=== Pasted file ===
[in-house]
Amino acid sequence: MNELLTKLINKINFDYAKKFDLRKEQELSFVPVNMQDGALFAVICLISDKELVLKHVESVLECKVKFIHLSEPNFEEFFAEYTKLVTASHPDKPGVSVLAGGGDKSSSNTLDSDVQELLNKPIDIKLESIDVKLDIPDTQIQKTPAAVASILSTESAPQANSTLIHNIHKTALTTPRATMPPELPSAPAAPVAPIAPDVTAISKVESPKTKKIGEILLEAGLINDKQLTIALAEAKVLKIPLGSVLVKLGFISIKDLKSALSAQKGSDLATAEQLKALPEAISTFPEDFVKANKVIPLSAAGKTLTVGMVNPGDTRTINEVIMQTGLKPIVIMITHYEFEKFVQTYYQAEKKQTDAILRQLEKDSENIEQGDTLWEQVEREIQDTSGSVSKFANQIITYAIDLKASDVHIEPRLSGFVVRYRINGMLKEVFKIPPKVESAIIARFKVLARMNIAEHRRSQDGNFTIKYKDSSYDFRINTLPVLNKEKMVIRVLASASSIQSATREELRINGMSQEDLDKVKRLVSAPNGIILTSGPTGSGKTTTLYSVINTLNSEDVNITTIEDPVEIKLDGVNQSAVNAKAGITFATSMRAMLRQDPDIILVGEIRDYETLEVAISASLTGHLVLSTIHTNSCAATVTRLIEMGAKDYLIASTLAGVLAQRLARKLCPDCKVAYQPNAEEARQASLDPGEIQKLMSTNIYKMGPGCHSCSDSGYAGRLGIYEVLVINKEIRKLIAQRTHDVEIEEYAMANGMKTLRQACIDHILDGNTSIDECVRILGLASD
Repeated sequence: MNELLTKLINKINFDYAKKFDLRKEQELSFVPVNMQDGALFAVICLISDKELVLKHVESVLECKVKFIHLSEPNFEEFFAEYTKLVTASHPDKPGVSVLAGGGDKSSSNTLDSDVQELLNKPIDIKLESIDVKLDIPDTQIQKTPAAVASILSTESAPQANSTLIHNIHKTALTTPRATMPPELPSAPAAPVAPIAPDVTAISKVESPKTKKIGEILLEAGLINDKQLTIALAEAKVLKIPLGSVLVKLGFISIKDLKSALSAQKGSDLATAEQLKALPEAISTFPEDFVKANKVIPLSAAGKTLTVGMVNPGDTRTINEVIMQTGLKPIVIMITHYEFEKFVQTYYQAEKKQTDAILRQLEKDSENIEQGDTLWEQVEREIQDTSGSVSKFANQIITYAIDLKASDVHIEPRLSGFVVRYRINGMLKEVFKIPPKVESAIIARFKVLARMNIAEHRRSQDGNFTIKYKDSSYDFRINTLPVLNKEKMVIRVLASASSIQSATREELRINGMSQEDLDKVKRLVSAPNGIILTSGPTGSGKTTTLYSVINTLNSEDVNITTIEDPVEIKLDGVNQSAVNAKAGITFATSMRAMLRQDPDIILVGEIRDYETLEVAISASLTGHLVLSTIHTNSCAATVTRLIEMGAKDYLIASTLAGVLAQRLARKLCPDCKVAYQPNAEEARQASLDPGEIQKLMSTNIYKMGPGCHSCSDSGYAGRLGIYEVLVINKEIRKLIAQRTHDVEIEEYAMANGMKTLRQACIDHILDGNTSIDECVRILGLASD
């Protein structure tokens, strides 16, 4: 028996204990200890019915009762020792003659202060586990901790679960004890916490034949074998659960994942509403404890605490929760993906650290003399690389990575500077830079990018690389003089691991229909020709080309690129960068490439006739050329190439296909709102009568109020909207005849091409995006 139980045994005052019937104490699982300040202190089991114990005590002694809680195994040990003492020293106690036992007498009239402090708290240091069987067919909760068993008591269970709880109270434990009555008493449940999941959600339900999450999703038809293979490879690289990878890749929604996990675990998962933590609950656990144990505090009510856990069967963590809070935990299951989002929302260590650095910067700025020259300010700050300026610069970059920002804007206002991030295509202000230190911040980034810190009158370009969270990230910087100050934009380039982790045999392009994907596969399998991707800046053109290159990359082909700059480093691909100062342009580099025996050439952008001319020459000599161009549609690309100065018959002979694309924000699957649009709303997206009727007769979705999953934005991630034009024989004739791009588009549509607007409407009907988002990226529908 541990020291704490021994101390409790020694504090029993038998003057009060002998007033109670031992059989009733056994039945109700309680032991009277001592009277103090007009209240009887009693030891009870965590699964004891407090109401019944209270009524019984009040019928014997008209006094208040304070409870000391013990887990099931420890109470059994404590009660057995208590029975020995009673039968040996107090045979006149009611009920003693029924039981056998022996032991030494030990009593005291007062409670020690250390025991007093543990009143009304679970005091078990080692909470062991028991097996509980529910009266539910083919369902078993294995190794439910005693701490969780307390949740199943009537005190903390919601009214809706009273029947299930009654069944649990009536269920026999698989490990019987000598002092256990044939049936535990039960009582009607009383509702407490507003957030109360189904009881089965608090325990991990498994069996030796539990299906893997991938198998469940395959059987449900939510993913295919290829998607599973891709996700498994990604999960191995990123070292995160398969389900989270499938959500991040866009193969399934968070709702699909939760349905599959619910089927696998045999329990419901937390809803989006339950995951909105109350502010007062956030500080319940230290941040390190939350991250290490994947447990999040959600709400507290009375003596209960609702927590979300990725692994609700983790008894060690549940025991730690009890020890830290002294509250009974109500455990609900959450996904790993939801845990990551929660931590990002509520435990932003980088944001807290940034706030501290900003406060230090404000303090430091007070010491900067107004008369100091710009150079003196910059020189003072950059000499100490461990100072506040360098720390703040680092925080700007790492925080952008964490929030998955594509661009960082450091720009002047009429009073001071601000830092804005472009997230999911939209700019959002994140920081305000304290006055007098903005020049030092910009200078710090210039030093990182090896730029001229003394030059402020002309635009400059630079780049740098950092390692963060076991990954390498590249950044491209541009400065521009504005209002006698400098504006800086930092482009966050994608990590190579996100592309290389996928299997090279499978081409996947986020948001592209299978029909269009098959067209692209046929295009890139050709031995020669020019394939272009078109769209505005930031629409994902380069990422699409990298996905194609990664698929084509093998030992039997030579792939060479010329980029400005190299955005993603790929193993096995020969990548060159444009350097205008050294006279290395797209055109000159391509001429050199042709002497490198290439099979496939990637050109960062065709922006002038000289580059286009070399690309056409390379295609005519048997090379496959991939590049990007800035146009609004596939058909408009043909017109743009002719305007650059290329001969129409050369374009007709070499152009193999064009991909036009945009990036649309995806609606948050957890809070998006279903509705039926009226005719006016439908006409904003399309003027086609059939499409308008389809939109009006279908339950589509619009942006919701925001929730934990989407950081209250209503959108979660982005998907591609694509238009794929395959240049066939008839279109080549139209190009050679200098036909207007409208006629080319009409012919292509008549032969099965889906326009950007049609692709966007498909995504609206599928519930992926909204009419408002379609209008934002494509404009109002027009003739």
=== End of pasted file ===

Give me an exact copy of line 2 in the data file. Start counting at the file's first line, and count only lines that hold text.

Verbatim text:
Amino acid sequence: MNELLTKLINKINFDYAKKFDLRKEQELSFVPVNMQDGALFAVICLISDKELVLKHVESVLECKVKFIHLSEPNFEEFFAEYTKLVTASHPDKPGVSVLAGGGDKSSSNTLDSDVQELLNKPIDIKLESIDVKLDIPDTQIQKTPAAVASILSTESAPQANSTLIHNIHKTALTTPRATMPPELPSAPAAPVAPIAPDVTAISKVESPKTKKIGEILLEAGLINDKQLTIALAEAKVLKIPLGSVLVKLGFISIKDLKSALSAQKGSDLATAEQLKALPEAISTFPEDFVKANKVIPLSAAGKTLTVGMVNPGDTRTINEVIMQTGLKPIVIMITHYEFEKFVQTYYQAEKKQTDAILRQLEKDSENIEQGDTLWEQVEREIQDTSGSVSKFANQIITYAIDLKASDVHIEPRLSGFVVRYRINGMLKEVFKIPPKVESAIIARFKVLARMNIAEHRRSQDGNFTIKYKDSSYDFRINTLPVLNKEKMVIRVLASASSIQSATREELRINGMSQEDLDKVKRLVSAPNGIILTSGPTGSGKTTTLYSVINTLNSEDVNITTIEDPVEIKLDGVNQSAVNAKAGITFATSMRAMLRQDPDIILVGEIRDYETLEVAISASLTGHLVLSTIHTNSCAATVTRLIEMGAKDYLIASTLAGVLAQRLARKLCPDCKVAYQPNAEEARQASLDPGEIQKLMSTNIYKMGPGCHSCSDSGYAGRLGIYEVLVINKEIRKLIAQRTHDVEIEEYAMANGMKTLRQACIDHILDGNTSIDECVRILGLASD